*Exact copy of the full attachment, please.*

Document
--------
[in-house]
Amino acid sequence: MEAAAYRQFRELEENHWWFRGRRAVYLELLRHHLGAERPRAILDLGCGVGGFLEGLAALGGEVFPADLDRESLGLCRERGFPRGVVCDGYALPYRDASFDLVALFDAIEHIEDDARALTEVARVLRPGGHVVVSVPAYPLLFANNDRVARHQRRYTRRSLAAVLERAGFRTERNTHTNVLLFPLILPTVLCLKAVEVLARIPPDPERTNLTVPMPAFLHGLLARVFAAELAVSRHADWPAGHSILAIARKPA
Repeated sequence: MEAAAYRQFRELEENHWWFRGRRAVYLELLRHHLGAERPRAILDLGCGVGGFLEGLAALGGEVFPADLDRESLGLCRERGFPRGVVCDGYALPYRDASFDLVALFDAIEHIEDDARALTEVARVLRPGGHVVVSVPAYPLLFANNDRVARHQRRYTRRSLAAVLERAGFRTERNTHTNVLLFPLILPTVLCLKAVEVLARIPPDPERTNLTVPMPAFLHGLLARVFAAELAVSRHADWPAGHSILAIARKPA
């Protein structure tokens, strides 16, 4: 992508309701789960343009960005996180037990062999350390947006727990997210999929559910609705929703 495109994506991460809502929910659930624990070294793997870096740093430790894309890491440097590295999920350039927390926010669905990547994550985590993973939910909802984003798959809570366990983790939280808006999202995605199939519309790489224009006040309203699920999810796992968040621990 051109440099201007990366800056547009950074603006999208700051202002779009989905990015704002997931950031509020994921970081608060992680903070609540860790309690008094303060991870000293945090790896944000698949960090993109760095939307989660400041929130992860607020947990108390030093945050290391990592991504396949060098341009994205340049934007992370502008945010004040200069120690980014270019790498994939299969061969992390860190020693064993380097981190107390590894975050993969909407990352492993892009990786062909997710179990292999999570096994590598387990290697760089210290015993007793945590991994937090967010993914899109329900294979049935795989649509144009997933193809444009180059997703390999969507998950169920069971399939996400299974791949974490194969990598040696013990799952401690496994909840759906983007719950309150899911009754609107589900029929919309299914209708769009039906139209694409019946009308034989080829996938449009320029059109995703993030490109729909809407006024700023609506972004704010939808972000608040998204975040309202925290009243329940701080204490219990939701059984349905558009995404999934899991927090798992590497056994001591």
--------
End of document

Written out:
[in-house]
Amino acid sequence: MEAAAYRQFRELEENHWWFRGRRAVYLELLRHHLGAERPRAILDLGCGVGGFLEGLAALGGEVFPADLDRESLGLCRERGFPRGVVCDGYALPYRDASFDLVALFDAIEHIEDDARALTEVARVLRPGGHVVVSVPAYPLLFANNDRVARHQRRYTRRSLAAVLERAGFRTERNTHTNVLLFPLILPTVLCLKAVEVLARIPPDPERTNLTVPMPAFLHGLLARVFAAELAVSRHADWPAGHSILAIARKPA
Repeated sequence: MEAAAYRQFRELEENHWWFRGRRAVYLELLRHHLGAERPRAILDLGCGVGGFLEGLAALGGEVFPADLDRESLGLCRERGFPRGVVCDGYALPYRDASFDLVALFDAIEHIEDDARALTEVARVLRPGGHVVVSVPAYPLLFANNDRVARHQRRYTRRSLAAVLERAGFRTERNTHTNVLLFPLILPTVLCLKAVEVLARIPPDPERTNLTVPMPAFLHGLLARVFAAELAVSRHADWPAGHSILAIARKPA
């Protein structure tokens, strides 16, 4: 992508309701789960343009960005996180037990062999350390947006727990997210999929559910609705929703 495109994506991460809502929910659930624990070294793997870096740093430790894309890491440097590295999920350039927390926010669905990547994550985590993973939910909802984003798959809570366990983790939280808006999202995605199939519309790489224009006040309203699920999810796992968040621990 051109440099201007990366800056547009950074603006999208700051202002779009989905990015704002997931950031509020994921970081608060992680903070609540860790309690008094303060991870000293945090790896944000698949960090993109760095939307989660400041929130992860607020947990108390030093945050290391990592991504396949060098341009994205340049934007992370502008945010004040200069120690980014270019790498994939299969061969992390860190020693064993380097981190107390590894975050993969909407990352492993892009990786062909997710179990292999999570096994590598387990290697760089210290015993007793945590991994937090967010993914899109329900294979049935795989649509144009997933193809444009180059997703390999969507998950169920069971399939996400299974791949974490194969990598040696013990799952401690496994909840759906983007719950309150899911009754609107589900029929919309299914209708769009039906139209694409019946009308034989080829996938449009320029059109995703993030490109729909809407006024700023609506972004704010939808972000608040998204975040309202925290009243329940701080204490219990939701059984349905558009995404999934899991927090798992590497056994001591």